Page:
At first, he got a bursary from the local government to do his Ph.D. He used his savings and money his younger brother lent him to finance his first journey to Africa. He then took a part-time teaching job at the University of Barcelona. Soon, he started supplementing his income by writing articles for the popular press and consulting for local museums and TV documentaries, largely as part of the HOMINID group. But none of this added up to the amount he needed to follow all of his research interests.
The solution came in 2001 when Serrallonga published a book about his adventures in Tanzania titled Los Guardianes del Lago: Diario de un Arqueólogo en la Tierra de los Maasai (Guardian of the Lake: Diary of an Archaeologist in the Land of the Maasai). Suddenly, "many people started asking me how they could visit the places that I described in the book. I started to serve as a guide to some groups of scientists, but then I realized that it wasn't the scientists who were most interested, but normal people with a strong interest in scientific topics," Serrallonga says.
From there came the idea of creating Ciencia y Aventura--a kind of scientific travel-consulting agency for anyone interested in going on a scientific expedition or following in the footsteps of great scientific discoverers like Darwin, for example. As director, Serrallonga's role is to organize the trips and act as a scientific and travel guide once there. He works with five other Spanish scientific guides, local people who help with logistics on-site, and travel agencies.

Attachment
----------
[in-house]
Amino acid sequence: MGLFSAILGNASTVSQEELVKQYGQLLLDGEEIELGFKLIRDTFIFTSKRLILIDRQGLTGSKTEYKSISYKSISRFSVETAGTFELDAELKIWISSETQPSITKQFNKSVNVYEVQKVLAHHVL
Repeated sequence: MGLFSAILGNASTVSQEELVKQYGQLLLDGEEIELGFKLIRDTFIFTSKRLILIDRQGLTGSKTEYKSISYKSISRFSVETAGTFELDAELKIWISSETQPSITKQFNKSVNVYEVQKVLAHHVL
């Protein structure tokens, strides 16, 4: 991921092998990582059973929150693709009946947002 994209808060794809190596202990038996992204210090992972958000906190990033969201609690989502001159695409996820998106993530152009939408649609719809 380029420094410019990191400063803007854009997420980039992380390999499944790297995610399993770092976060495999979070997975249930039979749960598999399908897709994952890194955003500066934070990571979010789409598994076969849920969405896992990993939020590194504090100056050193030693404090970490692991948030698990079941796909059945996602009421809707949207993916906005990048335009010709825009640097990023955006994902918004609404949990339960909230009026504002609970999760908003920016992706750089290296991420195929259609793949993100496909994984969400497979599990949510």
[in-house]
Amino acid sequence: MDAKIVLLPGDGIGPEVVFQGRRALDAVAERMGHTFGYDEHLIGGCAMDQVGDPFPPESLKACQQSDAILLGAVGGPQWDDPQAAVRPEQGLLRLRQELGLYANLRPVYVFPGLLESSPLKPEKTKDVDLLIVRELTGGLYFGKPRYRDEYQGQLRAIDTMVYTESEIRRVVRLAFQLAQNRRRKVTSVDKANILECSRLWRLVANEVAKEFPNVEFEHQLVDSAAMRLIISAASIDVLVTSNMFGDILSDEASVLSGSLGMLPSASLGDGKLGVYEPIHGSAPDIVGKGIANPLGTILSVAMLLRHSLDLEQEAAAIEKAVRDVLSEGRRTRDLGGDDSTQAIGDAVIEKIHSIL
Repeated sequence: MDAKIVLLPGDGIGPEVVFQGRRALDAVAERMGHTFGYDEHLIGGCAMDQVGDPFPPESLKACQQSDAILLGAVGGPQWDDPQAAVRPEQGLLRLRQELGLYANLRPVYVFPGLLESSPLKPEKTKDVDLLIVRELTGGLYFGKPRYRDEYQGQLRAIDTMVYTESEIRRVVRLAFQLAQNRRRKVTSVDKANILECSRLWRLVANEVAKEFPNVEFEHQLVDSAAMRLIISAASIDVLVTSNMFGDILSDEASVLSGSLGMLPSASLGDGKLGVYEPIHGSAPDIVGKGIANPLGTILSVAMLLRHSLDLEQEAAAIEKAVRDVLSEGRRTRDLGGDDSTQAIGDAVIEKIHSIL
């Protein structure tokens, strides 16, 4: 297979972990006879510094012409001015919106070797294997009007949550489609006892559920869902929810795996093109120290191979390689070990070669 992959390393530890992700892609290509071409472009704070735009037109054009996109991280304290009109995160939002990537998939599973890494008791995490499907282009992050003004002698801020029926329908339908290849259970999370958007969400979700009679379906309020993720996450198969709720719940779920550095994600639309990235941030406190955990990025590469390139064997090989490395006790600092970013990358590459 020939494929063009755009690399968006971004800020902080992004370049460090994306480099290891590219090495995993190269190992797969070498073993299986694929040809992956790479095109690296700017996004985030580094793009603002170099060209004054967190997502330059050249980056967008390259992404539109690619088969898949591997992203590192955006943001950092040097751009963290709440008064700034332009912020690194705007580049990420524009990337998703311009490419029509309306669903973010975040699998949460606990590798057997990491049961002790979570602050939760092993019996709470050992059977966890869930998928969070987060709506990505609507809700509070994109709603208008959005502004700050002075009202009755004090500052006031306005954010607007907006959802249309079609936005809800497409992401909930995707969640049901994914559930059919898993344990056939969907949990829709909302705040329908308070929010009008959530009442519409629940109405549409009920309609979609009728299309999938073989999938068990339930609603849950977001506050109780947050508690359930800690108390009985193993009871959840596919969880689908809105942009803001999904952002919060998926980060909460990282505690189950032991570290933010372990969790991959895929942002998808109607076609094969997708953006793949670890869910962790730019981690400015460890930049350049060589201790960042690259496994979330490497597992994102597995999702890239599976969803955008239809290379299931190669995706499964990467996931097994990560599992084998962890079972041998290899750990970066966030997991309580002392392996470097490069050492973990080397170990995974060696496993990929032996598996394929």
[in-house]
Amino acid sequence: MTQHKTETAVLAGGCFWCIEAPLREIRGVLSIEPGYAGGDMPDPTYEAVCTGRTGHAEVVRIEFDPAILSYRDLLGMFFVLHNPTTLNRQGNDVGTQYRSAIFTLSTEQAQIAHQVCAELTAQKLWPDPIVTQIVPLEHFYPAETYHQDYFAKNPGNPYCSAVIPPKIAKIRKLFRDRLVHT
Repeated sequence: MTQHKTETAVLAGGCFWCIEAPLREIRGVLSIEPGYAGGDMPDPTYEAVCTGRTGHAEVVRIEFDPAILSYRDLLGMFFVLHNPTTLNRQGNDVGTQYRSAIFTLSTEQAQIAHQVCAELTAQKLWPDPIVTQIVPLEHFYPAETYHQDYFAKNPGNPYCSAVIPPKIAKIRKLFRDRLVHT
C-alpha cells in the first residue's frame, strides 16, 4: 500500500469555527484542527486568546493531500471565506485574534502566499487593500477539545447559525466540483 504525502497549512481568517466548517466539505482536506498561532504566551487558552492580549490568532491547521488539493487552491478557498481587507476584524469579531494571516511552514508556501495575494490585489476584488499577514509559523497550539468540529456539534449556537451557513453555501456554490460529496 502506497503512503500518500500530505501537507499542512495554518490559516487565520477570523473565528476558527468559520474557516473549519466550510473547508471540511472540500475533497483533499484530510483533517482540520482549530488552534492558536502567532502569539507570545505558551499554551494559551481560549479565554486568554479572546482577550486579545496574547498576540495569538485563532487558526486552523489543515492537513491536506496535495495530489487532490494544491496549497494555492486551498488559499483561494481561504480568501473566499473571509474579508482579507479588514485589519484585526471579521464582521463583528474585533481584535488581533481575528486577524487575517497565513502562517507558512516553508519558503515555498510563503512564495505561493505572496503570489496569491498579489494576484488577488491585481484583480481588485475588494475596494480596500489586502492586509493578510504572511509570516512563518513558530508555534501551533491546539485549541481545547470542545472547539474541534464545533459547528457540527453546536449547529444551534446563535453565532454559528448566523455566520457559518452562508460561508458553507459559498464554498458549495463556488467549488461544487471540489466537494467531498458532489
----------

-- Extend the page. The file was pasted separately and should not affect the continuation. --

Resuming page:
With the proceeds from Ciencia y Aventura, Serrallonga can now afford to spend as many as 7 months each year on scientific expeditions. Previously, he could afford only 1 month a year. In 2004, he left the University of Barcelona to take a consulting job at the Open University of Catalonia. He also became the director of HOMINID, which has now established itself as a research group at the Scientific Park of Barcelona, though the position comes with no salary or resources.